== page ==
That said, it wasn't enough to save the bill. 

CISPA eventually crumbled on the Senate floor after a failed vote, with Sen. Jay Rockefeller (DWV), chairman of the Senate Commerce Committee, citing "insufficient" privacy protections. The White House previously said the President would veto the bill should it pass to his desk.

Tired of waiting for a Congress at loggerheads to come up with a legislative solution, President Obama signed an executive order into law in February 2013 that laid the groundwork for data sharing between companies operating critical national infrastructure with the government, without unravelling privacy protections in place for the ordinary citizen.

Then last month, the White House unveiled the Cybersecurity Framework in a bid to better engage with Silicon Valley in particular to stave off attacks against critical national infrastructure and enhance their own cybersecurity.

Now, for the third time, with draft cybersecurity legislation on deck to be revealed in the coming weeks or months, fears that CISPA could return in Congress may be justified — particularly now that lawmakers have further written and oral evidence to support an industry intelligence-sharing model.

Washington insiders have known for more than a year that CISPA may come back in some way, shape, or form. Rogers' words aren't exactly new — they echo those of former Homeland Security Secretary Janet Napolitano, who just a month before the cybersecurity executive order was signed, warned that a U.S. "cyber 9/11" was imminent

In a speech at the Wilson Center a Washington D.C. think tank focused on international affairs and development, Napolitano advocated the passing of legislation that would allow sharing of classified intelligence with private industry and vice versa.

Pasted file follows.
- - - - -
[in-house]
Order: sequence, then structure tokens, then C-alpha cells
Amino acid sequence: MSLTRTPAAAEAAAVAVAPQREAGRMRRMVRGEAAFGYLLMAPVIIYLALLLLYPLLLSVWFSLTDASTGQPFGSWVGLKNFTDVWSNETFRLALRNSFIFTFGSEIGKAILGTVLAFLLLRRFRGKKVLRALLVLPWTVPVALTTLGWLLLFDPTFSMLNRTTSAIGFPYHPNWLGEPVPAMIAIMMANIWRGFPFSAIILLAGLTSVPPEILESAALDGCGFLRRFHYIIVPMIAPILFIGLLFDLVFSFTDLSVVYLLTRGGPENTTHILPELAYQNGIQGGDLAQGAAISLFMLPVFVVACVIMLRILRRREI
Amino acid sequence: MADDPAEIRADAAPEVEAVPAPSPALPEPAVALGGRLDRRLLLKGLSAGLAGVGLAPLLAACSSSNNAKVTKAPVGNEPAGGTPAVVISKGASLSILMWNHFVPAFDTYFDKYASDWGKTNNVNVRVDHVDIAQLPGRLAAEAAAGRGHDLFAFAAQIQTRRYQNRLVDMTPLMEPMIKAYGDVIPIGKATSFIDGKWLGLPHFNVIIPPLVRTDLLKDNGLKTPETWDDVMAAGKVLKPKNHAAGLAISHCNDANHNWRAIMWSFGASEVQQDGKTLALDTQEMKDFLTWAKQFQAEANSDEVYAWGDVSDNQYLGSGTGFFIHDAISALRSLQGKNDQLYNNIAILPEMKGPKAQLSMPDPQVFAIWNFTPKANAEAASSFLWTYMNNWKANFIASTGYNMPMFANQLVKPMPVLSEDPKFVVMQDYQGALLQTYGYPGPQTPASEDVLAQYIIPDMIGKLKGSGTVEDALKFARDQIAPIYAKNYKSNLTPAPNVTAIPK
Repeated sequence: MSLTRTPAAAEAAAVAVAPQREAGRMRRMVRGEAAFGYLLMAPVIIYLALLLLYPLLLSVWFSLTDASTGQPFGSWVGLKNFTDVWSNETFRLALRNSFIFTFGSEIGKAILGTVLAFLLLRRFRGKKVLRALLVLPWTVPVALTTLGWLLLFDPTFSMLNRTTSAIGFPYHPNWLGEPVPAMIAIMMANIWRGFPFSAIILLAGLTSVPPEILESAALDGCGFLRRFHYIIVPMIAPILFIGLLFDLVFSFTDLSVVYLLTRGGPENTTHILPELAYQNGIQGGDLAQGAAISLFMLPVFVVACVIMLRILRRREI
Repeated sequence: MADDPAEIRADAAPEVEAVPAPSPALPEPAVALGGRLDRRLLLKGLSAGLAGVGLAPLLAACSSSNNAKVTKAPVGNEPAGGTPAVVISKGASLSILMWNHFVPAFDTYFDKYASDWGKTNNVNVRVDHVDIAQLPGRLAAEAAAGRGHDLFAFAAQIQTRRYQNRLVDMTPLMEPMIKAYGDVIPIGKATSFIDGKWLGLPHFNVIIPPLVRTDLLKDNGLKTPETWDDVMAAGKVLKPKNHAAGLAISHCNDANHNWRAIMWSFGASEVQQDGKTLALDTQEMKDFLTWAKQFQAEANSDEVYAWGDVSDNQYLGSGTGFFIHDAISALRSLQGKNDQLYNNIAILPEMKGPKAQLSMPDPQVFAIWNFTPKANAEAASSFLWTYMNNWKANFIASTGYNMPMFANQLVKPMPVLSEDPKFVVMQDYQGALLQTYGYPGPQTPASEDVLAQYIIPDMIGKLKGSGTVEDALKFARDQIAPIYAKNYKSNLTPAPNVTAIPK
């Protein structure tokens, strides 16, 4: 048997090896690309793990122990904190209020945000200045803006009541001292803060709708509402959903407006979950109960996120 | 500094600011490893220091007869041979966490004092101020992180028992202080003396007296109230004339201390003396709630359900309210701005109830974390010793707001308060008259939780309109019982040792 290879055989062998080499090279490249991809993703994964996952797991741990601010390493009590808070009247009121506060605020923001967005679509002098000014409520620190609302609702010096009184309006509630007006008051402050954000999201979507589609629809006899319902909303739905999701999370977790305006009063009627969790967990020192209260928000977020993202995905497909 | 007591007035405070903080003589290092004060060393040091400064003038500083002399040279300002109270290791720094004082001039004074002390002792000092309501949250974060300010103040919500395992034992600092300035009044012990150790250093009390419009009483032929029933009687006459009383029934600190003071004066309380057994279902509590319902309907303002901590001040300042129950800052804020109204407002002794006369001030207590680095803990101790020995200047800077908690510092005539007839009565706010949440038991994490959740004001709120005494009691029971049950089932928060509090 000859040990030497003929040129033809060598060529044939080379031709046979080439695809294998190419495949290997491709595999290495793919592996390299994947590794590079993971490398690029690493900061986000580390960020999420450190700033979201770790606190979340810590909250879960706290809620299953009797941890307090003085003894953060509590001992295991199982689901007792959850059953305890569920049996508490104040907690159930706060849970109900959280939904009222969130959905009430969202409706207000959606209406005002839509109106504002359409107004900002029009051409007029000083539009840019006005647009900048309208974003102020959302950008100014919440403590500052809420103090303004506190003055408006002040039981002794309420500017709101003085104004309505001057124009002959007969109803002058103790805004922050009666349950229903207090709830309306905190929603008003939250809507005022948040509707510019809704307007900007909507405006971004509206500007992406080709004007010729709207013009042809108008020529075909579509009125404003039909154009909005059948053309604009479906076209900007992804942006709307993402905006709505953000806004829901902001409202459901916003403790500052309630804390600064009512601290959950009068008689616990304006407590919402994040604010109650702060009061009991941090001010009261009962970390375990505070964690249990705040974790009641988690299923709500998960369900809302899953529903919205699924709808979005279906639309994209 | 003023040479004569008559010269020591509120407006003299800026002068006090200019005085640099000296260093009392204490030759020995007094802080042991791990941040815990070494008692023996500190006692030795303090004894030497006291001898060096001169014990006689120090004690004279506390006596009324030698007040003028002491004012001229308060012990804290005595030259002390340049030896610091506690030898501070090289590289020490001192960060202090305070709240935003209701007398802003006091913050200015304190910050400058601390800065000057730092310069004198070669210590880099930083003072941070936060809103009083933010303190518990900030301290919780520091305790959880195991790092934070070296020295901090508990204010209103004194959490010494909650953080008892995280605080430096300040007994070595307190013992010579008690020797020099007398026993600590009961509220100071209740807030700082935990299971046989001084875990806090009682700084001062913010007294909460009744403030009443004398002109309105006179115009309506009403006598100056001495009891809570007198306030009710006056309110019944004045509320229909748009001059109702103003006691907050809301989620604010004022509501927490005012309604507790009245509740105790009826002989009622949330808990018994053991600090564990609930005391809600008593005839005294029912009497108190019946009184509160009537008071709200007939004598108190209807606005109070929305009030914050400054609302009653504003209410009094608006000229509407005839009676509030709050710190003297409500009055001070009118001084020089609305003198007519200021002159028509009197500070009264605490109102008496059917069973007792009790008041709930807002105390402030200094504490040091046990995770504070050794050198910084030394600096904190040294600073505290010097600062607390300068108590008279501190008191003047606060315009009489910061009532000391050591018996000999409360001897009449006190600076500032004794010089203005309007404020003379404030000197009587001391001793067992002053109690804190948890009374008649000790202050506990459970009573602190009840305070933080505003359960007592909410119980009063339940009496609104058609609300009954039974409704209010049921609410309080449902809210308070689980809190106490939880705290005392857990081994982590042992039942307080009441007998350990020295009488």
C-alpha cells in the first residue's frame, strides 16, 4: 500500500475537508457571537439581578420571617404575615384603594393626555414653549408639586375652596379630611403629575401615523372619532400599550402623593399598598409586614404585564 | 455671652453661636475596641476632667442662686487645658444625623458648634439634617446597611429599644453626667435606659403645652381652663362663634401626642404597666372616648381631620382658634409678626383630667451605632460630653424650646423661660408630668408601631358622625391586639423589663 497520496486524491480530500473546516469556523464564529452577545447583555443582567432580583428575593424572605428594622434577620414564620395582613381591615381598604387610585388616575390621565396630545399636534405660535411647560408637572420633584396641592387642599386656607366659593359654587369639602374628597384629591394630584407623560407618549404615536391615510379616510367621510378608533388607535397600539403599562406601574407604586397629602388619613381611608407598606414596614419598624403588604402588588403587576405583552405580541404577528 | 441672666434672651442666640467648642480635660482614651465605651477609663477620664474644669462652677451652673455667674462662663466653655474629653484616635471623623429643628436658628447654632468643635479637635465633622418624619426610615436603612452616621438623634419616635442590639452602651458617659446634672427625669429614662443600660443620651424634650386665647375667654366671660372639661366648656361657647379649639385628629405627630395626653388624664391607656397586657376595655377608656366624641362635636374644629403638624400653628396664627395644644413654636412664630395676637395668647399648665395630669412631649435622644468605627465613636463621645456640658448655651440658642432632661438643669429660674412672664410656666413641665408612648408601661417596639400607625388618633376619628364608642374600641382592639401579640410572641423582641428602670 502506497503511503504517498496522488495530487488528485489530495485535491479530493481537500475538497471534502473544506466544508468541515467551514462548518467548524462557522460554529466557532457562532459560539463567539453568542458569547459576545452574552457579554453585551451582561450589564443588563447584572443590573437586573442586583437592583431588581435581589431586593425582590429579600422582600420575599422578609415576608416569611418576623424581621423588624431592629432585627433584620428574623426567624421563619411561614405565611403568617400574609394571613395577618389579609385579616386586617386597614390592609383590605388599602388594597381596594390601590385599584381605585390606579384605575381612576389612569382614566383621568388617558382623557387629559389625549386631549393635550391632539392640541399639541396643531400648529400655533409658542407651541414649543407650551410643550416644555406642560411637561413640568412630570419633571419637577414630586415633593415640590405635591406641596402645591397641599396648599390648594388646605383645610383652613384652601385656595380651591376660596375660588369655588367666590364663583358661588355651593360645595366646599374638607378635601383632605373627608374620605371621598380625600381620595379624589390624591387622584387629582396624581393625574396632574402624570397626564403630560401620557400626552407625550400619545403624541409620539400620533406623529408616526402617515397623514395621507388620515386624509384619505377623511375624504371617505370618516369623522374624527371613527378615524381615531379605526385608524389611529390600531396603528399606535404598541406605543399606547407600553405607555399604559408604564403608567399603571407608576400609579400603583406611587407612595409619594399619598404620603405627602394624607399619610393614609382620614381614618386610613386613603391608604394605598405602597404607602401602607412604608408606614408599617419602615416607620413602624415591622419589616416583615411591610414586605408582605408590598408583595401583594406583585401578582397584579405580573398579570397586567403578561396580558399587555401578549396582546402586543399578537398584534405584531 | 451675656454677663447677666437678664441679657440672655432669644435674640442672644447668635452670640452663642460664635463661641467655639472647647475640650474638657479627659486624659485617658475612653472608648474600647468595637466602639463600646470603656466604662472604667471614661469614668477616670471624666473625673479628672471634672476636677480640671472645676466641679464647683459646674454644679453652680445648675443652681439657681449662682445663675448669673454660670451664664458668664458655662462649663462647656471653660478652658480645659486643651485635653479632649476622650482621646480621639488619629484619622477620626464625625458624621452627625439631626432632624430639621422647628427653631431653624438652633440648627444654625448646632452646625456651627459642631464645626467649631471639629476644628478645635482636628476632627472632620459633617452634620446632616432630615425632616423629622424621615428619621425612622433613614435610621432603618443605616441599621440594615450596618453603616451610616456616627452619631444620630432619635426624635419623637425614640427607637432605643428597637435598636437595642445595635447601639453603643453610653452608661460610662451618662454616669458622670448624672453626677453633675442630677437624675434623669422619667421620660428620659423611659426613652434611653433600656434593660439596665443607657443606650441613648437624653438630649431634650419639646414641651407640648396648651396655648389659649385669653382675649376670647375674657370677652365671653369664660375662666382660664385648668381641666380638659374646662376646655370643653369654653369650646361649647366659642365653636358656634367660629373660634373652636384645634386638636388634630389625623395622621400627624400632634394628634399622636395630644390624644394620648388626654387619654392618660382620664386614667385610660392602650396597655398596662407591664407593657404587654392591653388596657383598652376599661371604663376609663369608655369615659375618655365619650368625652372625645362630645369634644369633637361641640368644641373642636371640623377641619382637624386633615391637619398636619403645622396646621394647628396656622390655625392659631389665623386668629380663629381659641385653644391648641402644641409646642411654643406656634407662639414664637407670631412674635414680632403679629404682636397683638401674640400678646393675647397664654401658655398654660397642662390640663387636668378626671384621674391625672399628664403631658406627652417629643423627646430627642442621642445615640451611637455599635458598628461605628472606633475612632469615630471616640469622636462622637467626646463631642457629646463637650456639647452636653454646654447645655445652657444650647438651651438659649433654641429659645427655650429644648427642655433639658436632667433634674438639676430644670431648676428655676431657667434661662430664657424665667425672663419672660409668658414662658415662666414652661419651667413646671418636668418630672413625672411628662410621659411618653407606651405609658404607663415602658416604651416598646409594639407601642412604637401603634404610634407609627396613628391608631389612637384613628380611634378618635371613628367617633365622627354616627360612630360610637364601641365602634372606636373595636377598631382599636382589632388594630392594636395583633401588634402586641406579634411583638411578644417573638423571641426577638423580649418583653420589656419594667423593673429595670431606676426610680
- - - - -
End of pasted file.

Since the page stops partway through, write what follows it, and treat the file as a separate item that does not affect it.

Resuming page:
The all-but-confirmed NSA chief-in-waiting is far from being a new kid on the Congressional block, with years of military and intelligence-gathering service under his belt, and the prime candidate to take over Gen. Keith Alexander after a tumultuous final year in the job following the global surveillance disclosures. It's no surprise that Rogers' views will hold heavy weight in the chambers. 

Though he cannot yet directly influence policy, his thoughts and views going in as the White House's favorite to take on the NSA into the new surveillance age could set a dangerous trend for personal privacy. 

Topics: Security, Government US, Legal, Privacy

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  • Yeah right,

    Just what the rest of the world needs, less privacy protection.
    • Privacy oriented individuals will move to sites hosted outside the US.

      That goes for both US users and foreign users. There are a number of European countries that have higher privacy standards than the US.
      • Doesn't necessarily help...

        As we have seen, the NSA has no qualms forcing companies to break European law by illegally transferring data to the US and/or violating safe harbor provisions on European data on US servers, all without informing the individuals concerned. Plus they hare happily hacking nodes and other telecommunication facilities from within Europe.
    • Old School Thinking...

      "He that would make his own liberty secure, must guard even his enemy from oppression; for if he violates this duty, he establishes a precedent that will reach to himself."
      -= Dissertation on First Principles of Government, December 23, 1791 =- Thomas Paine
  • First there was the Military-Industrial Complex which protects defense

    firms from being sued by citizens of the United States. (For example, faulty wiring on the F-16 Falcon jet fighter contributed to the deaths of several pilots. The families of those pilots could not sue General Dynamics for loss of life damages. BTW, this case went to the Supreme Court, if I'm not mistaken.)

    Now, the Government is proposing a similar arrangement for tech firms - perhaps the beginnings of a Cybersecurity-Industrial Complex.

    For example, persons who incur harm or damages thru actions by these tech firms and government intelligence agencies would be unable to sue those tech firms (or the government) if the government requested information from those tech firms which later negatively impacted that person's life.